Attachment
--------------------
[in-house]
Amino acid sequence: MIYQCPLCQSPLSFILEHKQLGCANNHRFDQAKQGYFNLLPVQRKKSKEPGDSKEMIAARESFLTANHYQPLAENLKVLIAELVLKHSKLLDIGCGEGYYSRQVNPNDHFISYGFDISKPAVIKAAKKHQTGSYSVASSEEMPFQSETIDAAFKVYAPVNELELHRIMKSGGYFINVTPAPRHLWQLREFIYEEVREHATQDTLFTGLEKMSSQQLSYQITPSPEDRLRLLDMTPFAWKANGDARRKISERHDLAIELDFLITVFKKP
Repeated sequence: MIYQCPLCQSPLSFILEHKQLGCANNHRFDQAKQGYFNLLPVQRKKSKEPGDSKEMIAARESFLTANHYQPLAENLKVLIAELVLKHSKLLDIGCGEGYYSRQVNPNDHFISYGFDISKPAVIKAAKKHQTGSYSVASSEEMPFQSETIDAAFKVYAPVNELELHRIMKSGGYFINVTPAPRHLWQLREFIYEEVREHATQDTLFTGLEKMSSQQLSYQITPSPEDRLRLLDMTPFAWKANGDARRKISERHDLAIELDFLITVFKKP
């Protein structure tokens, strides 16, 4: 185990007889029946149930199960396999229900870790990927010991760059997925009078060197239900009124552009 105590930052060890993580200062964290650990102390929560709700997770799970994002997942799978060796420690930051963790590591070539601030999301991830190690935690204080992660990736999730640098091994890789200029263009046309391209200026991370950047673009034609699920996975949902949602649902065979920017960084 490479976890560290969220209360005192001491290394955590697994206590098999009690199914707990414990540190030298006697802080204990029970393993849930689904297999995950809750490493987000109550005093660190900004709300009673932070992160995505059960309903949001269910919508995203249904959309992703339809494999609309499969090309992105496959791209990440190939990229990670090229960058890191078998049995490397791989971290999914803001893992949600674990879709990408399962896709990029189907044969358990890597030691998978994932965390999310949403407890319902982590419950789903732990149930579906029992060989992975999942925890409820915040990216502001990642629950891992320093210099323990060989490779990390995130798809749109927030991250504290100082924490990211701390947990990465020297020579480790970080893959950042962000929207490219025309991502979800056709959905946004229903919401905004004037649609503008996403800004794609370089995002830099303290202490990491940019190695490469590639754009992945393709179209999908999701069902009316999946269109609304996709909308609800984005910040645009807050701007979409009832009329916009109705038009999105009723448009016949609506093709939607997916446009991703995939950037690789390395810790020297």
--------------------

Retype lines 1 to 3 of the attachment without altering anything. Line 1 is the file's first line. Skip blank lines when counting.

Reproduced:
[in-house]
Amino acid sequence: MIYQCPLCQSPLSFILEHKQLGCANNHRFDQAKQGYFNLLPVQRKKSKEPGDSKEMIAARESFLTANHYQPLAENLKVLIAELVLKHSKLLDIGCGEGYYSRQVNPNDHFISYGFDISKPAVIKAAKKHQTGSYSVASSEEMPFQSETIDAAFKVYAPVNELELHRIMKSGGYFINVTPAPRHLWQLREFIYEEVREHATQDTLFTGLEKMSSQQLSYQITPSPEDRLRLLDMTPFAWKANGDARRKISERHDLAIELDFLITVFKKP
Repeated sequence: MIYQCPLCQSPLSFILEHKQLGCANNHRFDQAKQGYFNLLPVQRKKSKEPGDSKEMIAARESFLTANHYQPLAENLKVLIAELVLKHSKLLDIGCGEGYYSRQVNPNDHFISYGFDISKPAVIKAAKKHQTGSYSVASSEEMPFQSETIDAAFKVYAPVNELELHRIMKSGGYFINVTPAPRHLWQLREFIYEEVREHATQDTLFTGLEKMSSQQLSYQITPSPEDRLRLLDMTPFAWKANGDARRKISERHDLAIELDFLITVFKKP